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Public Policy Update: NC Parents who Homeschool Gain Options for Instruction

Posts Tagged ‘Asperger Syndrome’

Public Policy Update: NC Parents who Homeschool Gain Options for Instruction

This past legislative session, the General Assembly passed changes to North Carolina homeschool laws that allow more flexibility in instructional options. Senate Bill 189 redefined a homeschool to be a nonpublic school consisting of the children of not more than two families of “households where the parents or legal guardians or members of either household…

A New Year, A New Approach to Challenging Behaviors

Editor’s Note – The following post was written by Louise Buchholz Southern, M.Ed., BCBA, Training Specialist for the Autism Society of North Carolina (ASNC). As professionals working in the field of Autism Spectrum Disorder (ASD) intervention and as parents of individuals with ASD, it’s likely that we have all experienced challenging and persistent behaviors. These…

Stuffed Allies and Dignity: How Understanding Anxiety Can Save the Day

Editor’s Note: This week’s blog post was submitted by Jennifer O’Toole, award-winning author of Asperkids: An Insider’s Guide to Loving, Understanding and Teaching Children with Asperger Syndrome. O’Toole, her husband, and her three children all have Asperger Syndrome. The year was 1982.  Ronald Reagan was in office. “Don’t You Want Me, Baby?” was on the…

Choice: A Building Block of Self-Determination

Editor’s Note: This week’s blog post was provided by Louise Southern, Training Specialist for the Autism Society of North Carolina. Self-determination is often described as the combination of skills and knowledge that enables a person to engage in goal-directed, autonomous, and self-regulated behavior. Self-determined individuals have the power to exert control over their own lives…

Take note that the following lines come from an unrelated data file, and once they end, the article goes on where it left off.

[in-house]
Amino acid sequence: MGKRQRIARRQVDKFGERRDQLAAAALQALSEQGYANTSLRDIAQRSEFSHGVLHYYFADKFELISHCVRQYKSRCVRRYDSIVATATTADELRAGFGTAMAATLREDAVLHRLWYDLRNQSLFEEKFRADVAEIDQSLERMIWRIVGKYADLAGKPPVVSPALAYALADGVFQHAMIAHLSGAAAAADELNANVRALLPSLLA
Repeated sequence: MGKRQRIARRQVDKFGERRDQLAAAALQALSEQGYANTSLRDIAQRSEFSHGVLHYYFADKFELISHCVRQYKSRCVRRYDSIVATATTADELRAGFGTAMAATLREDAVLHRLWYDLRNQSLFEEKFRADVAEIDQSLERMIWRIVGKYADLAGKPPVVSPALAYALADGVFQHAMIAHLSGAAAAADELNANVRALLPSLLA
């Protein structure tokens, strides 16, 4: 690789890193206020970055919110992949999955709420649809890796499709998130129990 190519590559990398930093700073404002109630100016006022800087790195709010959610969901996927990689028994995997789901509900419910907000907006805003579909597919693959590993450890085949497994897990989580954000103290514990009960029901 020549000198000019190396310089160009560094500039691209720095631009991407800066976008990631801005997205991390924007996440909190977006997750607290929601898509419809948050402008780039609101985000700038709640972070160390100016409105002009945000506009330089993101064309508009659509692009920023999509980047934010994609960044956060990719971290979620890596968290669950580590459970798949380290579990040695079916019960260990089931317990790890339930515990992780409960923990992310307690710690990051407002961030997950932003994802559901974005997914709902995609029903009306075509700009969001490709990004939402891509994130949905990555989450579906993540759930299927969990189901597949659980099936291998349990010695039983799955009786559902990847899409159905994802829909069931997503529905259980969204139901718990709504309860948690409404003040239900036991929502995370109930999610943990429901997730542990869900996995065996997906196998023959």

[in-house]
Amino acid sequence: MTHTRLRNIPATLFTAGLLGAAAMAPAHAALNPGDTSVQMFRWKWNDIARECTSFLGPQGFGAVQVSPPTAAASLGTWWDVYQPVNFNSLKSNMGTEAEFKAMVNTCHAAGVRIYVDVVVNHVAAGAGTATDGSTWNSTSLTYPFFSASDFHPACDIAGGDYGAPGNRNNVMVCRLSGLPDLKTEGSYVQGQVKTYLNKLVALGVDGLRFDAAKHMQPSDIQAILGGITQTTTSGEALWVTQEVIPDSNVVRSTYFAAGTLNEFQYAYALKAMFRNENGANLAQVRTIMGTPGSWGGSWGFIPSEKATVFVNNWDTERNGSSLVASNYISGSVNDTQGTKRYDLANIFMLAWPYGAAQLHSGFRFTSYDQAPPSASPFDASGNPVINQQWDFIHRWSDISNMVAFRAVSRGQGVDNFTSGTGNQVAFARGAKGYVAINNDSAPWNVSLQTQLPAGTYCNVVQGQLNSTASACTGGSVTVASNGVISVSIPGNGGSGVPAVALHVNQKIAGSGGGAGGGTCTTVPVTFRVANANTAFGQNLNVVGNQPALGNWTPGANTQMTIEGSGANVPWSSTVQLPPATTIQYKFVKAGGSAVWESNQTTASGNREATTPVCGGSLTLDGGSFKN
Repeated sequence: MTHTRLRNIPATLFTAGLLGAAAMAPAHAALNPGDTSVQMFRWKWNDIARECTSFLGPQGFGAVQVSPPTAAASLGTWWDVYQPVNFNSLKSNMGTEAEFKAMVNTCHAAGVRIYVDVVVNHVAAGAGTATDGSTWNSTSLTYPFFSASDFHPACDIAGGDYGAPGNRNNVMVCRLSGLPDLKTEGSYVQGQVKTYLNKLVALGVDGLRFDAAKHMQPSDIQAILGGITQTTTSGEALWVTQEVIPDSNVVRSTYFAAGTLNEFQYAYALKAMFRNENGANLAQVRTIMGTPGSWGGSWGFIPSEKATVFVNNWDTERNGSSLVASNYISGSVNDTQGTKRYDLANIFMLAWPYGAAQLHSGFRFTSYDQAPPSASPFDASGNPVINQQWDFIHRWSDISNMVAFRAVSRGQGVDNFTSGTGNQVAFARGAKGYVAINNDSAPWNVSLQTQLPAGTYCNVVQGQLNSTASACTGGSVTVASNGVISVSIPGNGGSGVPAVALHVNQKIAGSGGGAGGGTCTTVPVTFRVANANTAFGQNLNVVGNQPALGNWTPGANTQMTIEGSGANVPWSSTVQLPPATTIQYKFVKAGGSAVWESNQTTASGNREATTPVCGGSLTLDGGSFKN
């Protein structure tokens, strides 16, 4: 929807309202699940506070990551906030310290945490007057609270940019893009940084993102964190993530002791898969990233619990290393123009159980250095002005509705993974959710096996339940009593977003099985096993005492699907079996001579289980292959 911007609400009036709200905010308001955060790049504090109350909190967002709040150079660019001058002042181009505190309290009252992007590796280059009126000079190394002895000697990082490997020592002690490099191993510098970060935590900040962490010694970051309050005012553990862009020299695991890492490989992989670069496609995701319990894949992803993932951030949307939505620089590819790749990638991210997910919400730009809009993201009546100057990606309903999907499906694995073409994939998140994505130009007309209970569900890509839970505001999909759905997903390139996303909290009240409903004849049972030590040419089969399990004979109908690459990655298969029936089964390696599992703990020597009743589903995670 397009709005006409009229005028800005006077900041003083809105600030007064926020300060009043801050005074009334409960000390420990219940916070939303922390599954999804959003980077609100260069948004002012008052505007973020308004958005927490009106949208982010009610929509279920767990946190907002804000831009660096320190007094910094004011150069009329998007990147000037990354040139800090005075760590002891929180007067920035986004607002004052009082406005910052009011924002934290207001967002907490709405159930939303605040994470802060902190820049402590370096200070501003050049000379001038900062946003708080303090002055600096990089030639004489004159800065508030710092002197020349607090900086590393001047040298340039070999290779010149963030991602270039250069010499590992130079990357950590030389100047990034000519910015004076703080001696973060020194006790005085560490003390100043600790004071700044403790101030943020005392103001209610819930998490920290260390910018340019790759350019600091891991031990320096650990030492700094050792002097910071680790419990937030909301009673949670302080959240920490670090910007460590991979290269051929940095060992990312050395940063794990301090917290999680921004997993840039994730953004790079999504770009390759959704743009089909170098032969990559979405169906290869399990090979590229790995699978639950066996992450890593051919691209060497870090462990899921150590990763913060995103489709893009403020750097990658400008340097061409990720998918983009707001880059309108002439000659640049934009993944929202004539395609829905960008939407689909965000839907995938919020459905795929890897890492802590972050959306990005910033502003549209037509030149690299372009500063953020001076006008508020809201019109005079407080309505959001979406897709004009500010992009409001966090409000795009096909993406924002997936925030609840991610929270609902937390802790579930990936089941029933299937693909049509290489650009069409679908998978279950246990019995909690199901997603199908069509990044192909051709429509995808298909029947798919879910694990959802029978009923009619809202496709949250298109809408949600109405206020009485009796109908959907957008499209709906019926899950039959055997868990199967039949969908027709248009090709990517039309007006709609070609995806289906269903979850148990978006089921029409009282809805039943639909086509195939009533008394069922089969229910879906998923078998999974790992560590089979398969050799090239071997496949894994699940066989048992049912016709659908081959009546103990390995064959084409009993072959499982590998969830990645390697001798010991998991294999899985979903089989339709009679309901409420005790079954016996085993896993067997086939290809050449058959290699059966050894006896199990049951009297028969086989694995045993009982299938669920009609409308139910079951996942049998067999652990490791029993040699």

Staying Two Steps Ahead: Safety in the Community and at Home

Parents worry about their children’s health, happiness, and well-being, but parents of children with autism spectrum disorder (ASD) must look at their environment closely and take great care to ensure that their kids are safe both inside and outside the home. Why is safety for the person with ASD different from any other safety measures…

Responding to Disruptive Behavior in the Classroom

  Editor’s Note – The following article was written by Amy F. Hobbs, Training Specialist for the Autism Society of North Carolina. In teaching students with autism spectrum disorders, it’s helpful to implement a variety of strategies for dealing with disruptions, distractions and inappropriate behavior. First, take the time to get to know your students…

Expanding Your Child’s School Comfort Zone, By Dan Coulter

Here’s an article about the value of taking your child who has Asperger Syndrome to visit his teacher and classroom before school starts. While this article focuses on younger children, it can also be helpful to schedule a school visit with middle school and high school students who have Asperger Syndrome. Hope this is helpful….

April is Autism Awareness Month

April is Autism Awareness Month During the month of April, the Autism Society of North Carolina encourages the public to learn more about Autism Spectrum Disorder (ASD) and the resources available to individuals on the autism spectrum and their families. Autism affects 1 out of every 110 children born today, making it the second most…

Is $350,000 Enough to Compensate for Humiliation??

                        Remember the kindergartner who was voted out of his class in Florida in 2008?  At the time of this travesty, Alex Barton was being evaluated and was later diagnosed with Asperger Syndrome, which is an autism spectrum disorder.  According to federal court documents,…